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Medical Marijuana gets snuffed

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Postby RugbyD » Fri Jun 10, 2005 9:06 pm

Madison wrote:Ok, so way back when, the federal government decided that pot should be illegal, and put out rules regarding it.


Yes. We can infer by their actions that they knew they could not outright ban it under the powers granted by the Constitution. In 1937 they resorted to trying to regulate/tax it out of existence without actually banning it. These efforts were struck down as unconstitutional. Think of it as an "Enron effort".

Madison wrote:However, there was a loophole that allowed marijuana to be used for medical purposes. Some states and individuals exploited that loophole and the federal government looked the other way since there was actually a use while dealing with glaucoma patients.


No, I have no clue where you're getting this from. There is no 'loophole' in the 1937 Act or the Constitution.

Madison wrote:Now that there is no medical use for marijuana...


Did you even bother to read the top half of my page 5 post? If so, it is inconceivable that you cannot find a prescription-based use and I didn't even get to the glaucoma use. I plainly laid it out and would love to hear a rebuttal if you have one.

Madison wrote:Ahhhh........but they didn't pass a bill to close the loophole, so that makes it unconstitutional.


Again, not sure where this loophole idea is coming from. In the commerce clause the Constitution permits the federal govt to address interstate trade. In the case at hand, not only was there nothing interstate about it, there wasn't even any trade. This makes it a state issue. Feel free to refer to the Tenth Amendment if you have any lingering doubt.

Madison wrote:Yes, no, or did I miss the point completely?


Whatever you were smoking when you read my post, I want some.

Looking forward to hearing from you....
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Postby CubsFan7724 » Fri Jun 10, 2005 9:33 pm

Madison wrote:
funatic wrote:
Madison wrote:
I've known people who smoked 20+ years and then just set them down and walked away. Never smoked a single cigarette after deciding to quit. I've also known several people who smoked once and never smoked again. To say point blank that cigarettes ARE addictive, is false.



Based on what you are saying, NOTHING in the world is addictive... There are bound to be people who will not find an object addictive. So why is addictive even a word?


I've had the addictive discussion several times and was hoping that this discussion wouldn't go there, but somehow I knew it would. It's never pretty either due to so many people that allow themselves to become addicted to things, but here we go........

You cut right to the center of it all ;-D . I don't believe in being addicted to something. It's all choices. Deciding to smoke, drink, gamble, steal, etc, are all choices. No one will die if those things fall off the face of the planet. No one has to have them in order to live. Allowing yourself to become addicted to something, or more like allowing yourself to believe you're addicted to something and have to have it in order to live, is only a weakness inside the person who allowed it to happen to themselves.

Now usually comes the borderline flamefest where people try to explain how someone would die if they didn't choose to light another cigarette, choose to take another drink, choose to place another bet, choose to shoplift again, etc, etc, etc. Have at it guys, it's nothing I haven't heard before. :-°

Sorry, you are wrong. Alcoholics can die from alcohol withdrawal. Certain things are chemically addictive, thats a scientific fact, there is no way around it.
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Postby emb0lus » Fri Jun 10, 2005 11:58 pm

CubsFan7724 wrote:
Madison wrote:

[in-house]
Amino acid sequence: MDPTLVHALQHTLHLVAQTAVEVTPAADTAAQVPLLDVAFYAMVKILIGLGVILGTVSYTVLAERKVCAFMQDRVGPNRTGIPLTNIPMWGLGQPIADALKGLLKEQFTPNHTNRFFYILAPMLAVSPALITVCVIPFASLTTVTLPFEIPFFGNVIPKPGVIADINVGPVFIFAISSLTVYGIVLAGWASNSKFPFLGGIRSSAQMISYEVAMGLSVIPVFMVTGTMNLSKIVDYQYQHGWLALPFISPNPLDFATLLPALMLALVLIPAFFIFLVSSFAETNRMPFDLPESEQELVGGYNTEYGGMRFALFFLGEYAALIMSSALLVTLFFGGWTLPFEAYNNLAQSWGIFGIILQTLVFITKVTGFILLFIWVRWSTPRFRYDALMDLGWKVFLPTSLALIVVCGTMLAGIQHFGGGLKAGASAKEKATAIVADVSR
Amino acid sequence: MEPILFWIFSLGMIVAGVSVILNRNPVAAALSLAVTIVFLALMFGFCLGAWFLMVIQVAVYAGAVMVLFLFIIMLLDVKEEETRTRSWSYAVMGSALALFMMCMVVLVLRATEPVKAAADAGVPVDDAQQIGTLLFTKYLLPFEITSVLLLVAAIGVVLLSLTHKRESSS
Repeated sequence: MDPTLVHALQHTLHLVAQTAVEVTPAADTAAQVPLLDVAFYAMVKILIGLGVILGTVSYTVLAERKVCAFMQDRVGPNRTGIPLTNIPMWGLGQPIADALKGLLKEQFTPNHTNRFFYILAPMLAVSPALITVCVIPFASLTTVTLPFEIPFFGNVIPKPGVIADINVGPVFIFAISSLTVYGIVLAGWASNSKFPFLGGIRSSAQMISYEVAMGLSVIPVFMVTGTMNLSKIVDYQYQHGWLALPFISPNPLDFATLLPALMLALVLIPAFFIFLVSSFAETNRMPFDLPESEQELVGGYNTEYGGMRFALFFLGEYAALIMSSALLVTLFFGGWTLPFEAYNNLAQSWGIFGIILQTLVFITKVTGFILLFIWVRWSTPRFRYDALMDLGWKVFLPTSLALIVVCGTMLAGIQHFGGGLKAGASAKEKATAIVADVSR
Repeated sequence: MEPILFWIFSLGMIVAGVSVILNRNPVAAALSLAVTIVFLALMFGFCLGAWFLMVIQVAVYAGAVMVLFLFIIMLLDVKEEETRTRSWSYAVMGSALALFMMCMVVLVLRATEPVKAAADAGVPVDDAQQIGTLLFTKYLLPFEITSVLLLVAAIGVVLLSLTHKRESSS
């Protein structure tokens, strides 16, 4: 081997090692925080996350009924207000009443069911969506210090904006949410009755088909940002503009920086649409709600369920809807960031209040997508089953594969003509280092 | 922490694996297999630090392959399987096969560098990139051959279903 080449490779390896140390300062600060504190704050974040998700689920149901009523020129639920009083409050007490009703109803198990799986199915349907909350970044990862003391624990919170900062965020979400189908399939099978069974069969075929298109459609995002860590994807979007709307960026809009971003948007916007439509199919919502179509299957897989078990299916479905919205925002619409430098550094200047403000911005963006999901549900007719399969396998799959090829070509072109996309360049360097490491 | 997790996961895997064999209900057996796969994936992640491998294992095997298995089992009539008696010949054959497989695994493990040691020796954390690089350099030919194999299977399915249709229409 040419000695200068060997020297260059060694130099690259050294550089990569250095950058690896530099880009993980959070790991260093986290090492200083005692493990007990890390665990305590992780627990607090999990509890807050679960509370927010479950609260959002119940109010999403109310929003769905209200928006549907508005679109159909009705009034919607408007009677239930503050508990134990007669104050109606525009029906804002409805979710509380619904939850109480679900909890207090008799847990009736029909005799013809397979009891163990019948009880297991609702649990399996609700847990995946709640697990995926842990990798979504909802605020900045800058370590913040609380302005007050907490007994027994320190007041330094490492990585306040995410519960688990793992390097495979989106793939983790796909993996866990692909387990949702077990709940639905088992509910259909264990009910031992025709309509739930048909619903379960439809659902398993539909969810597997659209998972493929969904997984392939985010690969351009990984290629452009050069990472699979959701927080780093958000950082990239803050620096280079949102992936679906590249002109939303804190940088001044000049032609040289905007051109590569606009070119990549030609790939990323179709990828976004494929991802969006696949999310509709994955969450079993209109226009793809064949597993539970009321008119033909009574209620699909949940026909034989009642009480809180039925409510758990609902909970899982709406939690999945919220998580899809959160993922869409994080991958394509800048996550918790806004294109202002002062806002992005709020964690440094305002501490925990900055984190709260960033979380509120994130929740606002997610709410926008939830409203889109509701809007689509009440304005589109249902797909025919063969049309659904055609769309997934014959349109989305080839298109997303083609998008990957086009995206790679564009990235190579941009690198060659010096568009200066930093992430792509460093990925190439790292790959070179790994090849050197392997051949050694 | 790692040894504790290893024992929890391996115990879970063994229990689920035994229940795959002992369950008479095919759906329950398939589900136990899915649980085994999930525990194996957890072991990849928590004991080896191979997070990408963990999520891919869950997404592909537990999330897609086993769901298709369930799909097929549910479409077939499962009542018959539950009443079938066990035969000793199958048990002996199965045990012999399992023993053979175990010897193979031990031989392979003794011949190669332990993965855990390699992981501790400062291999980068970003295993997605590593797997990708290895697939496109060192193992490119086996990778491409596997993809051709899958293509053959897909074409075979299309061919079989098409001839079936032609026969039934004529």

funatic wrote:
Madison wrote:
I've known people who smoked 20+ years and then just set them down and walked away. Never smoked a single cigarette after deciding to quit. I've also known several people who smoked once and never smoked again. To say point blank that cigarettes ARE addictive, is false.



Based on what you are saying, NOTHING in the world is addictive... There are bound to be people who will not find an object addictive. So why is addictive even a word?


I've had the addictive discussion several times and was hoping that this discussion wouldn't go there, but somehow I knew it would. It's never pretty either due to so many people that allow themselves to become addicted to things, but here we go........

You cut right to the center of it all ;-D . I don't believe in being addicted to something. It's all choices. Deciding to smoke, drink, gamble, steal, etc, are all choices. No one will die if those things fall off the face of the planet. No one has to have them in order to live. Allowing yourself to become addicted to something, or more like allowing yourself to believe you're addicted to something and have to have it in order to live, is only a weakness inside the person who allowed it to happen to themselves.

Now usually comes the borderline flamefest where people try to explain how someone would die if they didn't choose to light another cigarette, choose to take another drink, choose to place another bet, choose to shoplift again, etc, etc, etc. Have at it guys, it's nothing I haven't heard before. :-°

Sorry, you are wrong. Alcoholics can die from alcohol withdrawal. Certain things are chemically addictive, thats a scientific fact, there is no way around it.


Addiction pertains to a physiologic or psychologic dependence. I think Mad may be saying that anything that is psychologically dependent is a choice.

You are right Cubs, alcohol just so happens to be one of the most physiologically (non-prescription) addictive drugs as evidenced by the withdrawal profile. Of all the street drugs, alcohol is the only one where death comes into play in withdrawal.

If i were to follow my own train of thinking, anything with withdrawal symptomatology would be then considered physiologically addictive, therefore, nicotine, caffeine, opiates can become addictive. marijuana to my knowledge does not cause withdrawal and coincidentally neither does cocaine. BUT, that is a general rule. Some people do not have withdrawal from nicotine or caffeine or alcohol and in some it does not even matter the amount or duration of use.
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Postby WharfRat » Mon Jun 13, 2005 12:06 pm

Madison wrote: I've known people who smoked 20+ years and then just set them down and walked away. Never smoked a single cigarette after deciding to quit. I've also known several people who smoked once and never smoked again. To say point blank that cigarettes ARE addictive, is false.